Chesterton isn’t for everybody.
“All I got from that tome [Orthodoxy] was that Chesterton is enthralled by– even distracted by– the sound of his own words; his tangents are intolerable.” Thus wrote a friend of mine some years back, reminding me of a bad habit–responding to a philosophical question not with an answer, but with a reach back to my book shelf with “here, read this.”
I still enjoy Chesterton, but if someone asked me the same question today, i.e., what the hell is the point? Why go to church or give a hoot what organized religion has to say about anything, then I don’t think he’d be the first writer I’d think of. His once captivating reliance on paradox seems to me now …to pall, to be too clever. And dated. The rhetorical tool of a writer who doesn’t have the time to stop and perhaps read a little more about the issue at hand before writing.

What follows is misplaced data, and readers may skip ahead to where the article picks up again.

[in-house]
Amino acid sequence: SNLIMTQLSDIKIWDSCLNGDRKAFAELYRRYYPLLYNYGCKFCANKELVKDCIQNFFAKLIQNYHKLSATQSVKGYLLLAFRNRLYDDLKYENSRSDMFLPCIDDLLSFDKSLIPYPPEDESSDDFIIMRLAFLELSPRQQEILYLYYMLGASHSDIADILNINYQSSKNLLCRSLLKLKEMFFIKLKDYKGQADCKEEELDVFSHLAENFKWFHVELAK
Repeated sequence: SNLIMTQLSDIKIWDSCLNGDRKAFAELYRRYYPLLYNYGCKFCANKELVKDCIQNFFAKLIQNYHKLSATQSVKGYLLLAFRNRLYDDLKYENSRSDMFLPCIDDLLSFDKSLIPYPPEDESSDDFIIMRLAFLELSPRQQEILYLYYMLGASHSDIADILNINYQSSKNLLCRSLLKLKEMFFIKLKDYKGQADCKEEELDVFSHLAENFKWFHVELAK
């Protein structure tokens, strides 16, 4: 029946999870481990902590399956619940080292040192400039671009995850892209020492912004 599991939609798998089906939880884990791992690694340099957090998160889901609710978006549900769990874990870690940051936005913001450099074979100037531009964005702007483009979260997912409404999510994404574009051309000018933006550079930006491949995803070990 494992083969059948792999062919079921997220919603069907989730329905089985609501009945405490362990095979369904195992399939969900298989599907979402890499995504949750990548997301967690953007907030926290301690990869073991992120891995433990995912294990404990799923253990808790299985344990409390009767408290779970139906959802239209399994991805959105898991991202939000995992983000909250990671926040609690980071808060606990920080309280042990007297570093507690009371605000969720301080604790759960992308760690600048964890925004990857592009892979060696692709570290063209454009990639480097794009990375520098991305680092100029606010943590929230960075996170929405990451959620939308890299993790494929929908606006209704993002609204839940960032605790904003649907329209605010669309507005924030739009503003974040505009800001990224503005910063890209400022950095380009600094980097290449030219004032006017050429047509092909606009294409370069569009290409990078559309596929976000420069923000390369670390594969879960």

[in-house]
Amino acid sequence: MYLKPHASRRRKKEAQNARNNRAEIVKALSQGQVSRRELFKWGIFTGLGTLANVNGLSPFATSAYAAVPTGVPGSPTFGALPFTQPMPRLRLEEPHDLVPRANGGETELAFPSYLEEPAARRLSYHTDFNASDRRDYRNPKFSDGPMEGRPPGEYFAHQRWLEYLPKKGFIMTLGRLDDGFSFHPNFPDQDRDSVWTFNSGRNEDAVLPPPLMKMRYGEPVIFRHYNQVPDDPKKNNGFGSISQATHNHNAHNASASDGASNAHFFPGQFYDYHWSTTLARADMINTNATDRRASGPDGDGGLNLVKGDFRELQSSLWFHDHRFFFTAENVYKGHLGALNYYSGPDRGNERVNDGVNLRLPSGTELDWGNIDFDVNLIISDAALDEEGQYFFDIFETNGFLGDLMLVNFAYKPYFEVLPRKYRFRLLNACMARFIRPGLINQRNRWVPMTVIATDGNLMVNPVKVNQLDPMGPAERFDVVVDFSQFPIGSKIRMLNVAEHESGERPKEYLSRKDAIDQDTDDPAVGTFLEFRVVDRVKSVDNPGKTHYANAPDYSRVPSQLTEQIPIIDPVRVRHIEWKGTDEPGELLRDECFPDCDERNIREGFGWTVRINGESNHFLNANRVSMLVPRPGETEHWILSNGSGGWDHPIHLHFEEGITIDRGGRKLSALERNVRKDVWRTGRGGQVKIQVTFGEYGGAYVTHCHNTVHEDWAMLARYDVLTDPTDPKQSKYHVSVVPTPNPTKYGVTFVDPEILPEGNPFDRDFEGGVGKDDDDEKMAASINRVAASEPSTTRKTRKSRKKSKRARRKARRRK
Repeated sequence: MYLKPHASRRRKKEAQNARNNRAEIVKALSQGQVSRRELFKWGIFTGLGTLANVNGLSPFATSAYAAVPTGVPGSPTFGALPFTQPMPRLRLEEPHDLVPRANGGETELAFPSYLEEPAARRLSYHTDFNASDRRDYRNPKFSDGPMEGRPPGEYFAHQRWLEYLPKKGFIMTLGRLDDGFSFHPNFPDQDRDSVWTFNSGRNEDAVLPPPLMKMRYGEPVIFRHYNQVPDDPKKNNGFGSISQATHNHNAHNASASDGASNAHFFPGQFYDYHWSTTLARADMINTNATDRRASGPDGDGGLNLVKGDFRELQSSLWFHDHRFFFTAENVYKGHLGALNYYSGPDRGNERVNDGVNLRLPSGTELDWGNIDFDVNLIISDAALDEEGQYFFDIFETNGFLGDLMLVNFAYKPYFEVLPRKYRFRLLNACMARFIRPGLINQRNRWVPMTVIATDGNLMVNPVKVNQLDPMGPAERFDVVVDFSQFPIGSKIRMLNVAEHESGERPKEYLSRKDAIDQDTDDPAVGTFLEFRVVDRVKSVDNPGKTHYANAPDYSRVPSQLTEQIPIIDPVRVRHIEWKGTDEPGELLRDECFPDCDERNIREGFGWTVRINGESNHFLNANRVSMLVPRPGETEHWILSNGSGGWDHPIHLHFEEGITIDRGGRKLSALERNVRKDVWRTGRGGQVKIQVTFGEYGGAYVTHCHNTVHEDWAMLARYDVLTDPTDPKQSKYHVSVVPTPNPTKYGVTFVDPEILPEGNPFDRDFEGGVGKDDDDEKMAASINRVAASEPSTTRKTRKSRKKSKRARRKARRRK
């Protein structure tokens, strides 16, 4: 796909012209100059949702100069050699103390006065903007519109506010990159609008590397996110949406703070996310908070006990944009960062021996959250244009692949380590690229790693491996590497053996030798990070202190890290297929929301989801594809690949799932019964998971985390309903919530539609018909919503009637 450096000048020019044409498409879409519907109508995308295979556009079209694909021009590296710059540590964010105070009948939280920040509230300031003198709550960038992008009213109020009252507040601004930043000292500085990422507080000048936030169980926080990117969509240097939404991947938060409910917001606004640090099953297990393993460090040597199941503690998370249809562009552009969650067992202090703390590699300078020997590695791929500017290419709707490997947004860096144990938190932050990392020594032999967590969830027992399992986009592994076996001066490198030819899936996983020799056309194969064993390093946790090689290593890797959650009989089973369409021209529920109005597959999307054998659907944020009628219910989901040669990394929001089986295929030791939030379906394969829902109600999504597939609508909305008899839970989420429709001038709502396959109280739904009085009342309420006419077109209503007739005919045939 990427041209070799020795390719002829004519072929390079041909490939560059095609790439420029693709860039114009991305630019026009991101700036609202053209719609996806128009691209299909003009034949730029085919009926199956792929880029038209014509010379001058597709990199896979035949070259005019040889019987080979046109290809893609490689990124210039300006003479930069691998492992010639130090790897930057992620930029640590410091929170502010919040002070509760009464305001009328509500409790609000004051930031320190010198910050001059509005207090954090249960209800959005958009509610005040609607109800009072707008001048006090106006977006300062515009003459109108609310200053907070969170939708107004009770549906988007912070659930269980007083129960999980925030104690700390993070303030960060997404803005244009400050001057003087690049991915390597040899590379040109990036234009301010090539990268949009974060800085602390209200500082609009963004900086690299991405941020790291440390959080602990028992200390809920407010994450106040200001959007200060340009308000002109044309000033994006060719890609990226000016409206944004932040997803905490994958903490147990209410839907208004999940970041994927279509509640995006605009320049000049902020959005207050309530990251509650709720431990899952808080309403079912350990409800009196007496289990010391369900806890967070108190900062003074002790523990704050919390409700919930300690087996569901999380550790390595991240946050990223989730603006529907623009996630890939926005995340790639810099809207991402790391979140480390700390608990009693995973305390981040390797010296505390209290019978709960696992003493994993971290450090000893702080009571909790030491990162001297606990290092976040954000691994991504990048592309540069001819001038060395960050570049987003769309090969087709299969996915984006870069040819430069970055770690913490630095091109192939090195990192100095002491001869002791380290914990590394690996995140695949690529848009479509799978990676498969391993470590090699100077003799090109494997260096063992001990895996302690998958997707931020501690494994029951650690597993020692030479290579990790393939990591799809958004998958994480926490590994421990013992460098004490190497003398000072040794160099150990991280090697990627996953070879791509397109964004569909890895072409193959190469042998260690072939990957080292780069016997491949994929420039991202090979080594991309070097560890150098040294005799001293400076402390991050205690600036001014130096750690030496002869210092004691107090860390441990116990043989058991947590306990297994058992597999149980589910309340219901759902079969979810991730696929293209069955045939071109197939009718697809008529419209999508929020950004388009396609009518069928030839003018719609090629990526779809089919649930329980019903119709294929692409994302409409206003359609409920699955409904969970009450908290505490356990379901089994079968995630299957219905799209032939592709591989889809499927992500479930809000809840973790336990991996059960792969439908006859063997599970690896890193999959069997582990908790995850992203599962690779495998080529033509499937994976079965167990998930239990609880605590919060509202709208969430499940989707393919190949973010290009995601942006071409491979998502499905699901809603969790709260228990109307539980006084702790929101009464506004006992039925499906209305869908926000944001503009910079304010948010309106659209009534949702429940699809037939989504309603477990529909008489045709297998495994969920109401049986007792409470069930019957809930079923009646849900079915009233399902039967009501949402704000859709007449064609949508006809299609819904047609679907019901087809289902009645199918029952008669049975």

To the extent that this mode of writing persists (especially among conservative journalists) illustrates the degree to which Chesterton’s influence has been problematic. A century after his most celebrated works, we know so much more about evolution, cosmology, history, etc., and yet too many pop conservative writers content themselves with knowing no more about these issues than he did at the time.